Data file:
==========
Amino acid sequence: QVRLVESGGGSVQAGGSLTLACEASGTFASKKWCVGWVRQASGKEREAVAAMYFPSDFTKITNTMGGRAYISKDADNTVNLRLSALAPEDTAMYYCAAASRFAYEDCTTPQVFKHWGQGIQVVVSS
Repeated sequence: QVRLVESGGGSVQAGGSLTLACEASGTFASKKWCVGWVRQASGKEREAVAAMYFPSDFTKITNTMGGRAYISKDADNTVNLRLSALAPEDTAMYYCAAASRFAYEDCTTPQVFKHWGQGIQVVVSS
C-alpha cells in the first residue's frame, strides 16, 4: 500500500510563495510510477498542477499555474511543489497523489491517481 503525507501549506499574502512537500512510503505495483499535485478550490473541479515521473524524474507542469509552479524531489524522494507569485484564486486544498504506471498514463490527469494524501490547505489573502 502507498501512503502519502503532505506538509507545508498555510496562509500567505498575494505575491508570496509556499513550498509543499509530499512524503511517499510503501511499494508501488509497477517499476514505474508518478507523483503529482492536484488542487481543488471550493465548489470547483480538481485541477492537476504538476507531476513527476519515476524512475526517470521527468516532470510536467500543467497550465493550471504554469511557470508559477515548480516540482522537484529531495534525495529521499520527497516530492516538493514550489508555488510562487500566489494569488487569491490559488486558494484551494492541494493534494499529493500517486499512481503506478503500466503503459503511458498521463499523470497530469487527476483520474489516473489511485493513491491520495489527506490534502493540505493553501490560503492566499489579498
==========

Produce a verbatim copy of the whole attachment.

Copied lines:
Amino acid sequence: QVRLVESGGGSVQAGGSLTLACEASGTFASKKWCVGWVRQASGKEREAVAAMYFPSDFTKITNTMGGRAYISKDADNTVNLRLSALAPEDTAMYYCAAASRFAYEDCTTPQVFKHWGQGIQVVVSS
Repeated sequence: QVRLVESGGGSVQAGGSLTLACEASGTFASKKWCVGWVRQASGKEREAVAAMYFPSDFTKITNTMGGRAYISKDADNTVNLRLSALAPEDTAMYYCAAASRFAYEDCTTPQVFKHWGQGIQVVVSS
C-alpha cells in the first residue's frame, strides 16, 4: 500500500510563495510510477498542477499555474511543489497523489491517481 503525507501549506499574502512537500512510503505495483499535485478550490473541479515521473524524474507542469509552479524531489524522494507569485484564486486544498504506471498514463490527469494524501490547505489573502 502507498501512503502519502503532505506538509507545508498555510496562509500567505498575494505575491508570496509556499513550498509543499509530499512524503511517499510503501511499494508501488509497477517499476514505474508518478507523483503529482492536484488542487481543488471550493465548489470547483480538481485541477492537476504538476507531476513527476519515476524512475526517470521527468516532470510536467500543467497550465493550471504554469511557470508559477515548480516540482522537484529531495534525495529521499520527497516530492516538493514550489508555488510562487500566489494569488487569491490559488486558494484551494492541494493534494499529493500517486499512481503506478503500466503503459503511458498521463499523470497530469487527476483520474489516473489511485493513491491520495489527506490534502493540505493553501490560503492566499489579498